What held me back was more the puzzle structure; I got through the first, simplest puzzles, and I could see the shape of other some others – but I was also doing work to accumulate inventory that I didn’t see a purpose for. In general this seems pretty well-clued, but there I managed to get stuck on a crucial puzzle that’s pretty weird – you re-animate a roast chicken by putting it in an ECT machine, which works as a joke but only seems like a solution if you’re thinking in cartoonish terms. That puzzle happens to gate a great deal of the map, so without it I floundered and ended up relying on the walkthrough.
I think the hybrid parser/choice thing that Quest does is part of the picture here. Quest displays some of its verbs and object-verb combinations as links, but not all of them – you can interact by typing, or by typing and clicking links, but not by clicking links alone. And this makes for a situation where I’m less inclined to try actions that aren’t linked, partly because I’m used to clicking, and partly because it lowers the amount of trust I have that the author will have routinely implemented non-linked items.
For instance, there are items mentioned in room descriptions which aren’t listed in the Places and Objects sidebar; they aren’t implemented. I quickly learn that there’s no point in trying to EXAMINE PIT unless it appears in Places and Objects. Even if I’m typing, I’m checking that list for relevant objects. I don’t read room descriptions as closely as I would in vanilla parser. And that’s OK if it’s consistent; I’ve learned a new mode of playing and it’s doing the job.
But, in fact, it isn’t consistent. There’s no listing for the player-character, but >X ME produces a result – quite an important one, too, with its own illustration. And now I’m thinking ‘OK, the system I learned for how to play this game isn’t reliable, and sometimes you need to abandon it and try experimental input, but I don’t know when that’s appropriate.’ Vanilla parser has its issues, but it generally expects you to be in a mode of close-reading and experimenting for most of the time; this hybrid tells you you don’t have to do that, except when you do. The issue is as true for verbs as nouns; there’s a bit where you have to PUT COFFEE IN MACHINE, which is a fairly obvious action that isn’t possible through the link-based interface at all. So now I know that some puzzles are going to require vanilla-parser-type thinking – except that the game isn’t implemented with the expectation that players will generally be playing that way, so when I try to poke at scenery or experiment with slightly-outside-the-box verbs, I mostly get default responses. And I struggled a great deal with figuring out the right phrasing to play the film reel, only to find that it was a clue for an already-solved problem. Anyway.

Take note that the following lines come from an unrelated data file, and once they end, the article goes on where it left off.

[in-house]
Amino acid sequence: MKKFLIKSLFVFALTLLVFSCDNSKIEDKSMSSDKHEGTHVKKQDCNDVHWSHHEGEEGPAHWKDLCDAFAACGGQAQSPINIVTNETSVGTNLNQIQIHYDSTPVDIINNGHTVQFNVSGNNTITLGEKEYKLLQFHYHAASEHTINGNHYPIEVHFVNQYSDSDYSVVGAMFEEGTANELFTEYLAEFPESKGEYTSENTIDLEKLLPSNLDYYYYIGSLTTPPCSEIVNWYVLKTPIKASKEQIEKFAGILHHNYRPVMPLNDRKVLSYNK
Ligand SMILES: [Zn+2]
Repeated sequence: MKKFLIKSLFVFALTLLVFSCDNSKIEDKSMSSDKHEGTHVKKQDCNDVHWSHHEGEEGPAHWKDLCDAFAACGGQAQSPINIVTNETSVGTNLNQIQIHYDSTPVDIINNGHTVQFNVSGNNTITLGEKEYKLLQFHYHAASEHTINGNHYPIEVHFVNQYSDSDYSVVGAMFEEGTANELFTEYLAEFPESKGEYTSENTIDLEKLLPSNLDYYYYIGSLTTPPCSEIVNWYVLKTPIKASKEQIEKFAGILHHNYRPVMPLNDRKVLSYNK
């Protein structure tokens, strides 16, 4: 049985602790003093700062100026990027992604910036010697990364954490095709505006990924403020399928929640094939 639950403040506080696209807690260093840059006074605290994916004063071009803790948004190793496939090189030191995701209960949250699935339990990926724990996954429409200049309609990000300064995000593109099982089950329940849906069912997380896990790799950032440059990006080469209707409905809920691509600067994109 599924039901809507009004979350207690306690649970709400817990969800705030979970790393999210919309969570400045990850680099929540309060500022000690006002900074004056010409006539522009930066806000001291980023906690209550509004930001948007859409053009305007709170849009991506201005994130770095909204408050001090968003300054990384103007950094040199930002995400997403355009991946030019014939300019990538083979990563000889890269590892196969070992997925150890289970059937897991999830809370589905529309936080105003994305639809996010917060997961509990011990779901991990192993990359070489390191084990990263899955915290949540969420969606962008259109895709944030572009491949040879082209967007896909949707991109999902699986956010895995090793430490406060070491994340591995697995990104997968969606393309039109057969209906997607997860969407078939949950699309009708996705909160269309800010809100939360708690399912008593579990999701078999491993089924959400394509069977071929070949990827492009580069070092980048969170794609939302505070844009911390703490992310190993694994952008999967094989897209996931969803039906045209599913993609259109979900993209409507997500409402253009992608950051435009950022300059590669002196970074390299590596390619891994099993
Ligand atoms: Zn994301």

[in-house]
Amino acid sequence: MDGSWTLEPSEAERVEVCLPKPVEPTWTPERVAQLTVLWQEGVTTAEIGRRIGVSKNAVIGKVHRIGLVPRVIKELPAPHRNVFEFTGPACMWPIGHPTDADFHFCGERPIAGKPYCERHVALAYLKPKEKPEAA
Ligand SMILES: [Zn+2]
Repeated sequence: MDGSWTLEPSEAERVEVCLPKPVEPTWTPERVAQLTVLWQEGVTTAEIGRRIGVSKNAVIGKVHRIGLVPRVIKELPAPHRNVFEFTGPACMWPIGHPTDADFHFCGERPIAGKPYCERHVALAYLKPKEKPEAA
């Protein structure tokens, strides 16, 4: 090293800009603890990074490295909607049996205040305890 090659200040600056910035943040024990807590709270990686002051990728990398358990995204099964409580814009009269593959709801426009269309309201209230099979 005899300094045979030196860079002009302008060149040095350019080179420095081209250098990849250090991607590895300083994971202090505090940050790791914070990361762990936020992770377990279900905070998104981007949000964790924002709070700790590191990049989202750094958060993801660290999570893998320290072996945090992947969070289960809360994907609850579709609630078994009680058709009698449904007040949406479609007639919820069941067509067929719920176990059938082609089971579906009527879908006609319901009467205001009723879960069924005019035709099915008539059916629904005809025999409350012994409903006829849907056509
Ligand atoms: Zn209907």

The characters (there are quite a lot of them) are largely one-note caricatures; the humour involves a lot of creepiness and gross-out material. The combination of the two, together with a prison setting, is difficult territory: 2014’s The Contortionist, for instance, ended up falling squarely into the Bedlam mode, in which asylums are used as a human zoo of dehumanised freaks. Guttersnipe isn’t that bad, but it’s also not hugely invested in humanising its inmates; it spends a lot of time on showing 1920s institutional medicine as creepy and gross, but it does much the same for the patients. I suppose… I dunno. I think about this a lot, and I’m regularly disappointed with game depictions of inpatient mental health, and these are not issues confined to the past. I think, at the least, I’d have liked to have got some indication that this game was thinking more about historical incarceration and mental health institutions as serious subjects, rather than purely as a tropey playground. And while there’s a lot of evidence into research of the period, I don’t feel it’s really got a position here; it’s more about weird details than putting together a picture.
Anyway. That aside, this is a game which doesn’t have a huge amount wrong with it, but which entirely failed to click for me for an assortment of nitpicky reasons. 5.